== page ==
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  35. "Nobody has ever convinced someone religiously opposed to evolution of its scientific merits."
    I think that's unfair, as I'm not religiously opposed to it, but I find more scientific problems with (parts of) it than you do.

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  36. This Rebbe is an anomaly. The rebbes that I know have heard of the evolution and make fun of it. I don't believe that Satmar, Bobov or Skulen rebbes expect to find a lion in NY state or in Hungary, or Romania. They are well aware of the rudimentary idea that different animals live in different climates. I mean, who's ever seen a giraffe in Europe?

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  37. "This is a waste of time. Nobody has ever convinced someone religiously opposed to evolution of its scientific merits. And there's certainly no point in having arguments with post-modernist ideologues who believe that things mean whatever you want them to mean."

    You know, the only thing that is a waste of time, is declaring something a waste of time.

    Firstly, you should know that there is a difference between scientific fact and scientific narrative. And most importnatly, there is a difference between the use of post modernism in LITERATURE, and any other application of the idea.

    Just like you would roll your eyes at somebody who uses Evolution to argue for some philosophical idea of "social darwinism", the opposite it also true.

    I roll my eyes at anyone who uses post Modernist ideas to relate to science, or anything outside of literature. And as an aside, it is not true that things can mean whatever you want them to mean. But they can mean whatever they inspire to mean. Two very different things. Which really has no place in this conversation, and there was really no reason to bring it up at all, other than as some sort of ad hominem attack. Which is really, quite frankly, ridiculous thing to do.

    Secondly, please point out who you are referring to about religiously opposing evolution. I don't see any of that in this conversation. As far as I can tell, everybody in this conversation recognizes the scientific fact of a process of evolution. That is not in doubt.

    "Exactly. So they are not bird parts; they are vertebrate parts."

    Let's be clear here. They are NOT vertebrate parts. These genes do NOT express themselves in reptiles.

    Let's also be clear, that prior to the Platypus, no known mammal has these genes.

    It's really a mockery of the scientific process to suggest that that these genes are generalist vertebrate genes.

    As for things like dorsal fins and flukes, superficially they look the same, if you dig down deep enough, they look different, but if you look down even deeper, they look the same again. Where you draw the line is a judgement call, and how you define what category of parts it belongs to is the very nature of how you define "common descent". You want to say that outer appearances are just superficial. One can just as easily claim that the bone and muscle structure is superficial. Another can claim that cell structure is superficial. Again on the molecular structure, atomic structure, or sub-atomic structure. It is not unreasonable to declare a certain type of animal purely on the basis of if it has a dorsal fin or not, or even to declare a dorsal fin a "part".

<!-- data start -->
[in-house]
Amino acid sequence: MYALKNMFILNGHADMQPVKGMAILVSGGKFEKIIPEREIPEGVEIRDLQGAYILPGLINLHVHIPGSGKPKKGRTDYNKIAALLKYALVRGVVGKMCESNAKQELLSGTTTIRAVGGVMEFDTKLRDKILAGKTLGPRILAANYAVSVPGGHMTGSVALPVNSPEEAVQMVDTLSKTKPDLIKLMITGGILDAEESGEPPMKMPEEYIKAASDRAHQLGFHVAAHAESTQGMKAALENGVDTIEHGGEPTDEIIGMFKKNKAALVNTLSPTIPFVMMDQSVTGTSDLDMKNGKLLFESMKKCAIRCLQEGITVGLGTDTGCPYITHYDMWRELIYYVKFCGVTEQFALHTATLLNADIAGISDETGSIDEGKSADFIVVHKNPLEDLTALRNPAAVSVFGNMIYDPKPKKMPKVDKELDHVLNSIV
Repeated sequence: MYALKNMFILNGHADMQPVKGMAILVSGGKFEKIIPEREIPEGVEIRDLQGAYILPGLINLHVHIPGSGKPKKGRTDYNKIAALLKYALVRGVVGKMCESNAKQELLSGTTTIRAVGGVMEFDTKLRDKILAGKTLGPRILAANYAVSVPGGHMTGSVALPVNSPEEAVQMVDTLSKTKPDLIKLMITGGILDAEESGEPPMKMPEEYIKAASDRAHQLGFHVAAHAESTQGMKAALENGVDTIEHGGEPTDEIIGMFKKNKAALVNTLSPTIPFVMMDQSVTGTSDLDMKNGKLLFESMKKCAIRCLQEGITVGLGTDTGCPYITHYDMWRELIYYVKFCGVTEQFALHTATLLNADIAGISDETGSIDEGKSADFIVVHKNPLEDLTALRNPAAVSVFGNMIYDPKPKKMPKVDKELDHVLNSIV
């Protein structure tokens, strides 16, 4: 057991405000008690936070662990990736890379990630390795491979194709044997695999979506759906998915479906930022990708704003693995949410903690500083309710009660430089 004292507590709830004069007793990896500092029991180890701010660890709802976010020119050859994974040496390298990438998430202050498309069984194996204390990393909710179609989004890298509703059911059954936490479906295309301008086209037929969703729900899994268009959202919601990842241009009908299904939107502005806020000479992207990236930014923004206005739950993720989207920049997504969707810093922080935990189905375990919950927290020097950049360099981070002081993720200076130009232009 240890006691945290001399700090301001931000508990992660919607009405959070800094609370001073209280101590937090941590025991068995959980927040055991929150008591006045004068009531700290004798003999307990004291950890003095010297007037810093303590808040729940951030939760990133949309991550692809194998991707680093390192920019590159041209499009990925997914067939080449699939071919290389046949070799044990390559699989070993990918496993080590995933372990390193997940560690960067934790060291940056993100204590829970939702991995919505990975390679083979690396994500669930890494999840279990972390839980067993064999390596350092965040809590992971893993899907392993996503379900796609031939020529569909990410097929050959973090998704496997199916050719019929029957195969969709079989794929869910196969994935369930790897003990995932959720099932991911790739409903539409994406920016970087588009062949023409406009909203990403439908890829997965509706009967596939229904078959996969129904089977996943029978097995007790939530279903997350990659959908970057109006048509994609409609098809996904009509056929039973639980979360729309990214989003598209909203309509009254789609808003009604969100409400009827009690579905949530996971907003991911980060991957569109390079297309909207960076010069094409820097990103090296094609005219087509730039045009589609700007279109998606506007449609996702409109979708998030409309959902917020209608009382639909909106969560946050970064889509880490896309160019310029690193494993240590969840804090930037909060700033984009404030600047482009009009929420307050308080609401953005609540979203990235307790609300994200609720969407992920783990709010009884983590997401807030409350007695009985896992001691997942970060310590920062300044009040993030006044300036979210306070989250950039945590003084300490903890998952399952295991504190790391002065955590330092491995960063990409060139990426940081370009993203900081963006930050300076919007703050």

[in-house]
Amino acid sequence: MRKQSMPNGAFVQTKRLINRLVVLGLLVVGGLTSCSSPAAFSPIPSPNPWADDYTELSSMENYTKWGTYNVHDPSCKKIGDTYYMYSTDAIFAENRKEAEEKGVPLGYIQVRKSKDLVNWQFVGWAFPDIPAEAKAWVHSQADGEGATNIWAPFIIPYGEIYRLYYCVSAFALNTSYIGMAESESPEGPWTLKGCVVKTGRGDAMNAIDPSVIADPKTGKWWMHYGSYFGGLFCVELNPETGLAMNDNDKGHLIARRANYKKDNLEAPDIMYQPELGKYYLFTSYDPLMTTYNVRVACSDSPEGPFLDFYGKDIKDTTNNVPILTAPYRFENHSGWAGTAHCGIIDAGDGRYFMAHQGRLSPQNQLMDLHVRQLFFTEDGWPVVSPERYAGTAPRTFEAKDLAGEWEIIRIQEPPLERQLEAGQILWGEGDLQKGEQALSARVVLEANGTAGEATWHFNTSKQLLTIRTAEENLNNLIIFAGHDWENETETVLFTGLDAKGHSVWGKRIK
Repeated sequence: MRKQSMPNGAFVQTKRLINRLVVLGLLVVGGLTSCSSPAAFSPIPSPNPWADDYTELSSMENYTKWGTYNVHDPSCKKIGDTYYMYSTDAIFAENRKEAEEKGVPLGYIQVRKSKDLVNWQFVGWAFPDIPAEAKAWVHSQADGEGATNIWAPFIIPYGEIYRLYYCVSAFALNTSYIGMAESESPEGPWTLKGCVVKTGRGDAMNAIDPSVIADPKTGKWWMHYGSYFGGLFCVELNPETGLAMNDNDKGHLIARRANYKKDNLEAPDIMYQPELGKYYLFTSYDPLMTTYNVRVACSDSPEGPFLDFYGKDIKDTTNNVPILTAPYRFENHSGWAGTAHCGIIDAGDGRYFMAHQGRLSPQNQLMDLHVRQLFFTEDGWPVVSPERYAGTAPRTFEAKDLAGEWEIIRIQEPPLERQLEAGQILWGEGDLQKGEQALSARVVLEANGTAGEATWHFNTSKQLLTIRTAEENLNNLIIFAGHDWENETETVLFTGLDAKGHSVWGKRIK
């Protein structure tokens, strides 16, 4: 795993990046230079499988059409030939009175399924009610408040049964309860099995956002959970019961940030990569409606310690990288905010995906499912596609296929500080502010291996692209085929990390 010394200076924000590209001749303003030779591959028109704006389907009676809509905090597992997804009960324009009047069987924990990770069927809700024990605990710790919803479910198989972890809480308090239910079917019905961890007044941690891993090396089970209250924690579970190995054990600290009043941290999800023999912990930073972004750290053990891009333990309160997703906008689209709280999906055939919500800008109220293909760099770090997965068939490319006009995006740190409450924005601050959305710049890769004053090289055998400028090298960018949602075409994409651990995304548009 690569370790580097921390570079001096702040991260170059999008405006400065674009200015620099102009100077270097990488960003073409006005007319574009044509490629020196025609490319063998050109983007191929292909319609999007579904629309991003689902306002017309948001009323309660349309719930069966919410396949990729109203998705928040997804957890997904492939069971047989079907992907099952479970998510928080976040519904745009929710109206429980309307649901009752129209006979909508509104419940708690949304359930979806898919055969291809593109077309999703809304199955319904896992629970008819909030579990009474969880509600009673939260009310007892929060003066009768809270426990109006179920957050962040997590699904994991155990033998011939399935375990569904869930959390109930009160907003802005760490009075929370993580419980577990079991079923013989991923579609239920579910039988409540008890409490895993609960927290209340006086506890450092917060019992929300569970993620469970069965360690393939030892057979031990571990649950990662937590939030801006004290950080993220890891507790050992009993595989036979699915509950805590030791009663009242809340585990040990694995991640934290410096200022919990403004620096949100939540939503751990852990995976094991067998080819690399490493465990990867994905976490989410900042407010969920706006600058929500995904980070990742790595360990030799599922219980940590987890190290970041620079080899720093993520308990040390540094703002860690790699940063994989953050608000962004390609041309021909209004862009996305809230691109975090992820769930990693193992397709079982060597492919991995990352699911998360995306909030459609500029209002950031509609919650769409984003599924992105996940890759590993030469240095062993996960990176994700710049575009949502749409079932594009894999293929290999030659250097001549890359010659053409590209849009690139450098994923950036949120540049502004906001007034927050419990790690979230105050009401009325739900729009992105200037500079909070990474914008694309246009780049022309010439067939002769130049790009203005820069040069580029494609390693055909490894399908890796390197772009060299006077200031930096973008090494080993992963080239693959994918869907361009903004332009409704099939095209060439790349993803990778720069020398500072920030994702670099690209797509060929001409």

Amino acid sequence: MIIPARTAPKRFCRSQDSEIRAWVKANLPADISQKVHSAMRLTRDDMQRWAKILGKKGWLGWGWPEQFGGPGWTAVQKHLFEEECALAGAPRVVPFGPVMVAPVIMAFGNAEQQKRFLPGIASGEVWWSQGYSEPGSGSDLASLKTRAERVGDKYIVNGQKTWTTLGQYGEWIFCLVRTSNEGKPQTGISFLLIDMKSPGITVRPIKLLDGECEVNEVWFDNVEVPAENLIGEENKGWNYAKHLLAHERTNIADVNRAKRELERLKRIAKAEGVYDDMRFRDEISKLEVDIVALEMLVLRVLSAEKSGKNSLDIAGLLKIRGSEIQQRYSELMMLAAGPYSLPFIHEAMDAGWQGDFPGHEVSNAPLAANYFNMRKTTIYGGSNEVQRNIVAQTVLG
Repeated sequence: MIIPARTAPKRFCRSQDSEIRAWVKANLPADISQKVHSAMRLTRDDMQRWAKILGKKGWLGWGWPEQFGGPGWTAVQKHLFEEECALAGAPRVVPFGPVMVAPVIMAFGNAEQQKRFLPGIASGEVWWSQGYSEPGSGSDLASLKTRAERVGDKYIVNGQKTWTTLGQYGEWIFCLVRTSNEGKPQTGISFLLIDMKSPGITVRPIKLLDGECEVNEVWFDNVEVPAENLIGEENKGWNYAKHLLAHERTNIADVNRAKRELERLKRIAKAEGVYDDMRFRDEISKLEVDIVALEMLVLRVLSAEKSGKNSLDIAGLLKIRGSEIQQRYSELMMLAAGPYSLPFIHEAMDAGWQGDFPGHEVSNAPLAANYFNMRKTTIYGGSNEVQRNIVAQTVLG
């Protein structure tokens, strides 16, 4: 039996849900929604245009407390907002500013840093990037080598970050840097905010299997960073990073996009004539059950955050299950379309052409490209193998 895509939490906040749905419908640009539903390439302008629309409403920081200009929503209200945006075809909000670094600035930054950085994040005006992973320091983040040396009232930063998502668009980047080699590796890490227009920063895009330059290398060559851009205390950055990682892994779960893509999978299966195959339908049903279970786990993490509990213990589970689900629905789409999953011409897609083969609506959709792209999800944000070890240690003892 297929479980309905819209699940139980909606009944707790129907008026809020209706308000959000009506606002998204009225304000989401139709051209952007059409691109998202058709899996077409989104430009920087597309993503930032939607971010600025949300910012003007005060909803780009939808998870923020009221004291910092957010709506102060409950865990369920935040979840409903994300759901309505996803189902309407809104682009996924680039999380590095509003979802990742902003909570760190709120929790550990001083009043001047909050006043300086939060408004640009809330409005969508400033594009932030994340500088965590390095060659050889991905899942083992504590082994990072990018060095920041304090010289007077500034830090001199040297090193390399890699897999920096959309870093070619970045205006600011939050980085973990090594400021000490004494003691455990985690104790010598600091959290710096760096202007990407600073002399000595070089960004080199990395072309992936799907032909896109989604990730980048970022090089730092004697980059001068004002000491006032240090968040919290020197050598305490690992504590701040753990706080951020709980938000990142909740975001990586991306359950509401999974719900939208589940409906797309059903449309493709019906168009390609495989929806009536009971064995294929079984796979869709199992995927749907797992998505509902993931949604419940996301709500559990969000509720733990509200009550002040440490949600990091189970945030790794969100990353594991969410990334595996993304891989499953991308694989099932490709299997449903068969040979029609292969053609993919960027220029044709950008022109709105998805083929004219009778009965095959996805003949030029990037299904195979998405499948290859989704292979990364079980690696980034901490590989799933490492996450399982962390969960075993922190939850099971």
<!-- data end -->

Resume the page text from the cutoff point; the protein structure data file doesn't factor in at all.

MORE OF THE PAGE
The question of how to categorize animals is really a question of what purpose you have in the categorization. Common descent, is itself a purpose in categorization. We want to map and see how one animal evolved from the other. That means, that if we find something that breaks the pattern we don't reject common descent. Instead, we redo the mapping for everything.

    If a new theory is proven, say for example, the idea that there are multiple starting points from which life evolved, then we will remap everything to show which of the multiple life genesis points each animal belongs to, because in our new theory of polygensis that will be the most useful sort of mapping.

    And I would caution against believing that such a thing can't happen, because that is exactly what happened in Astronomy and Physics.

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  38. Natan -- I seem to remember reading many years ago that the last lion in Israel was killed as late as the C19 -- 1838 seems to stick in my mind....

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  39. Anonymous: "Common descent, is itself a purpose in categorization".

    No it's not. It's a conclusion based on the evidence including (but not limited to) the unambiguous nested Hierarchies of traits found in all living things.

    As an example, the fact that whales are anatomically closer to humans than fish, is easily explained as a result of the more recent common ancestry of whales/humans than whales/fish.
    The fact is that there are many examples of two sets of species doing the same thing (swim, fly, see) in very different ways-- using mechanisms that are much more anatomically or genetically similar to mechanisms that do other things for other species.

    And the fact is that when we observe a new species, and we find that it has a particular mechanism for doing something (modified forelimbs for swimming), we can successfully predict what other mechanisms it will have for doing other things (blowholes to breath air, mamary glands for females to nurse young, are warm blooded, have body hair).